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Revisit the moment Paul McCartney sang 'Get Back' with Tina Turner

Clearly upset by the breakup of The Beatles, Paul McCartney spent much of the 1970s focused on his new material with Wings. Although he performed ‘Yesterday’ and ‘I’ve Just Seen A Face’ onstage, they were meant as a palette cleanser between the more rambunctious rock numbers his ’70s band specialised in. 

Following John Lennon’s murder in 1980, McCartney acquiesced to nostalgia, and started making overtures to the greatest band of the 1960s. Give My Regards To Broadstreet featured a startling version of ‘The Long and Winding Road’, complete with a string arrangement that was infinitely more respectful to the vocal and lyric than the 1970 original; Bob Geldof encouraged him to sing ‘Let It Be‘, casting away the shackles of disharmony for a yearning performance based on immediacy and presence; and then there was his disarming version of ‘Get Back’, bolstered by a soaring backing vocal from Tina Turner herself.

Determined to do the rocker justice, McCartney arrived at the 1986 Prince’s Rock Gala at London’s Wembley Arena with a keen ear on the band, and a keen eye on the audience. Seated in the audience was Princess Diana, who can be caught clapping enthusiastically to the pounding number. And although the future king of England couldn’t match her enthusiasm, Prince Charles can be seen clapping politely to the music, keenly aware that the songwriter had written about making a move on his mother on Abbey Road 17 years earlier. 

Eager to enjoy the performance, pianist Elton John lets loose, exhibiting a solo that recalled the Fats Domino records of McCartney’s youth. Genesis vocalist Phil Collins moved himself to the drum-kit at the backstage, although he must have envied Bryan Adams when he saw the guitarist sharing a microphone with the surviving Beatle. 

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From one Paul to another, 1980s heartthrob Paul Young tackled the second verse, before inviting Turner to sing the closing bars with thunderous aplomb. Dire Straits bassist John Illsley was onstage, so McCartney opted to play rhythm guitar, the role he had intended for himself in The Beatles in 1960.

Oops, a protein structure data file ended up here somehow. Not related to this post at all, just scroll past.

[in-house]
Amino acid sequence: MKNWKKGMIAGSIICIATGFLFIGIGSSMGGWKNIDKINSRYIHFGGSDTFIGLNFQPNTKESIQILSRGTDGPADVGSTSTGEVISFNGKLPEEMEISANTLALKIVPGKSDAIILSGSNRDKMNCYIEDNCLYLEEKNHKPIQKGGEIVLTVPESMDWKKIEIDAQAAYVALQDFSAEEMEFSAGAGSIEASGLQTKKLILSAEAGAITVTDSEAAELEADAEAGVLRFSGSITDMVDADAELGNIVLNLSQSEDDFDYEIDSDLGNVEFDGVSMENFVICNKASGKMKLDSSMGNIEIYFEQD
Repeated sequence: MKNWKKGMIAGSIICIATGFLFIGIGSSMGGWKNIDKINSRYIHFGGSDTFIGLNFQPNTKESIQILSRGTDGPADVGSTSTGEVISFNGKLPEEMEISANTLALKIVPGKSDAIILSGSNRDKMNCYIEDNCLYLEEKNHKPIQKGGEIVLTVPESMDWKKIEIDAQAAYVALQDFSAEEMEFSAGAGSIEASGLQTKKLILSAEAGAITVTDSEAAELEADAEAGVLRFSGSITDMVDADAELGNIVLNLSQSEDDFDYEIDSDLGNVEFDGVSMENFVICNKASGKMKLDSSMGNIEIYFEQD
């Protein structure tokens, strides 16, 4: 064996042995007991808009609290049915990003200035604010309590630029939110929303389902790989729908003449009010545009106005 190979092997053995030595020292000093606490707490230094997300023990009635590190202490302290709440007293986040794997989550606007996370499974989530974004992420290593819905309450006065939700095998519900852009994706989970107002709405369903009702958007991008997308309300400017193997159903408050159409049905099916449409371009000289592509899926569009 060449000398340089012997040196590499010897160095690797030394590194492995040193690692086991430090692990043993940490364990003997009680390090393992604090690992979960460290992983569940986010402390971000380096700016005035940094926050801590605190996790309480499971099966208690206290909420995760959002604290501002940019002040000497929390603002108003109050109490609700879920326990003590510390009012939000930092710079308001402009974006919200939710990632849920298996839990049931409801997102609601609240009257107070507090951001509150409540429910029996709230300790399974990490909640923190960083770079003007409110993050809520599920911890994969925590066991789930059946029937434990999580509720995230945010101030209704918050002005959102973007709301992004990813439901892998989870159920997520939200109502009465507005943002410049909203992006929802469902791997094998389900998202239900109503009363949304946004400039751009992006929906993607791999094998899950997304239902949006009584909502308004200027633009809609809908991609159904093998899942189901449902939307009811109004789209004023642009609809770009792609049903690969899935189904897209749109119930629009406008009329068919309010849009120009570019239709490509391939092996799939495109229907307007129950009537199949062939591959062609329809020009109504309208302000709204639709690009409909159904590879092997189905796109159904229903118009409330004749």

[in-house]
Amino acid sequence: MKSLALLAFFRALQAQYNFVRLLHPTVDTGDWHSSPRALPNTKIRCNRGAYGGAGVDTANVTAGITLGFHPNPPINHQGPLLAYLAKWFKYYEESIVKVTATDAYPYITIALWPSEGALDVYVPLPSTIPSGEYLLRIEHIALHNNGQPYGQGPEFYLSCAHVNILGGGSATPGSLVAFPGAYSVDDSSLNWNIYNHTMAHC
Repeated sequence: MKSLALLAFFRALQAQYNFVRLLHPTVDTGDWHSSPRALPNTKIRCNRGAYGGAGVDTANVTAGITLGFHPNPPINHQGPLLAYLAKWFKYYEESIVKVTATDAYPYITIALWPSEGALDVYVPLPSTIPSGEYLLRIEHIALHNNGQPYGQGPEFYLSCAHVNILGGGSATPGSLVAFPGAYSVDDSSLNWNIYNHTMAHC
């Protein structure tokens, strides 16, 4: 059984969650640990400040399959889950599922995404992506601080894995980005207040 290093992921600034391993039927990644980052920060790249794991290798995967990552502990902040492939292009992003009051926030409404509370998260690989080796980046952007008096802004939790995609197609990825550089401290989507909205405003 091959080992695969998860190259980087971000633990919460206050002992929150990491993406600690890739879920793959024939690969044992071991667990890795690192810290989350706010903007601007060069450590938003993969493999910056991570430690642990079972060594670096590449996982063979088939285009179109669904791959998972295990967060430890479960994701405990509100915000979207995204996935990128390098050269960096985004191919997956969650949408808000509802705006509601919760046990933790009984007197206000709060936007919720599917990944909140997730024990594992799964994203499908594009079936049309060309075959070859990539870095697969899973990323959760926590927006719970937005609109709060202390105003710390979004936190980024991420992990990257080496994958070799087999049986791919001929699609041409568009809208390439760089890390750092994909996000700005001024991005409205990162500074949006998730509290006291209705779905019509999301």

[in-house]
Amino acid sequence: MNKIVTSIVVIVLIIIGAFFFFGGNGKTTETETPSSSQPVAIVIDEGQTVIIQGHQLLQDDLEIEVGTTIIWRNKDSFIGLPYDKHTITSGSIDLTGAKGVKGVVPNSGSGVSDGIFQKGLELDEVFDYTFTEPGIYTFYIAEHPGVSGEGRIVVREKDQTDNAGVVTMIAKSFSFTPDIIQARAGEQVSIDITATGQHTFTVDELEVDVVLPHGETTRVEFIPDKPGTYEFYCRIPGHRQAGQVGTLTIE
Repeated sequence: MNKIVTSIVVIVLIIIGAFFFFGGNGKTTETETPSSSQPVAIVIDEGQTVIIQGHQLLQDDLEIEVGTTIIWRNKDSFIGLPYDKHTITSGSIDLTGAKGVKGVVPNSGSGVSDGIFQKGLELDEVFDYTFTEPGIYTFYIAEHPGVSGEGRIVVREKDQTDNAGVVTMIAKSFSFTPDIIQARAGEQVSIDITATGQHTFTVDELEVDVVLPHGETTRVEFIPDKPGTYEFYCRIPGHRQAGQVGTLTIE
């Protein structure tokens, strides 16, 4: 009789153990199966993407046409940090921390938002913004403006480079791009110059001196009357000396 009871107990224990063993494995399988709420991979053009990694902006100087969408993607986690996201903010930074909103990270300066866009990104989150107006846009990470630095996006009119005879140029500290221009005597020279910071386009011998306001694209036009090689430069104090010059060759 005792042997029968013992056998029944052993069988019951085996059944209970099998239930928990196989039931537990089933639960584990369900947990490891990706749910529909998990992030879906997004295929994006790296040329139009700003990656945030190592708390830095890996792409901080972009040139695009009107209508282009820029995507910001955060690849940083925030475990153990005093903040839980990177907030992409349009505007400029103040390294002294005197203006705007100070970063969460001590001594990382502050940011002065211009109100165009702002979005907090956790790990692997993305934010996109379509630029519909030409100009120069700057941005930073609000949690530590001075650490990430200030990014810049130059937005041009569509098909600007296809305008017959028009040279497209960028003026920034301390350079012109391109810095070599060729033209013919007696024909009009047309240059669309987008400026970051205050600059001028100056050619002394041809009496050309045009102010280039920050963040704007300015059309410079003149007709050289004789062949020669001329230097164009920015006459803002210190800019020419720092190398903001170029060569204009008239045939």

It’s a riveting performance, replete with energy, verve and infectious enthusiasm. By the time the last fill has ended, the audience are up on their feet, aching for another encore. Where The Beatles’ version of ‘Get Back’ sounded clumsy, hampered by a plodding solo that was played lazily by John Lennon, this new version is rife with energy, culminating in an excitement that was sorely missing from the rooftop performance back in 1969. To The Beatles’ credit, they were forced to abandon their set early after a number of residents complained about the noise pollution. 

Judging by the reaction of the audience at the Prince’s Trust, the only complaints lodged that night were that it wasn’t long enough. Other highlights from the night included Dire Straits’ pummelling version of ‘Ḿoney For Nothing’, complete with a chirpy vocal from former Police bassist Sting, and a strangely yearning version of ‘Sailing’ from Scottish singer, Rod Stewart. 

But no one wanted to topple The Beatle in question, and you can see McCartney’s joy at the rapturous reception ‘Get Back’ received. He had struggled to get guitarist George Harrison to contribute to the band’s proposed live project in 1969, and couldn’t expect anything more than a ramshackle 40 minute set from Lennon before the rhythm guitarist left the band, but here he could play the rock number in the way it was always intended. 

And as if rising to the challenge, Harrison performed at the 1987 Prince’s Trust Rock Gala, unveiling ‘While My Guitar Gently Weeps’ for the first time in years. Collins played drums again, although this time he was accompanied by Ringo Starr, and Eric Clapton, who played the propulsive lick on the 1968 original, arrived to play the guitar solo. It led many to think that McCartney, Harrison and Starr could make some music together, although when they did put their differences aside to work on ‘Free As A Bird’, the result was so banal sounding that critics took greater interest in the video that went with it. 

Enough conjecture: This clip from 1986 is excellent, and showed McCartney belonged on the stage. And with any luck, he’ll return to the boards once more in 2022.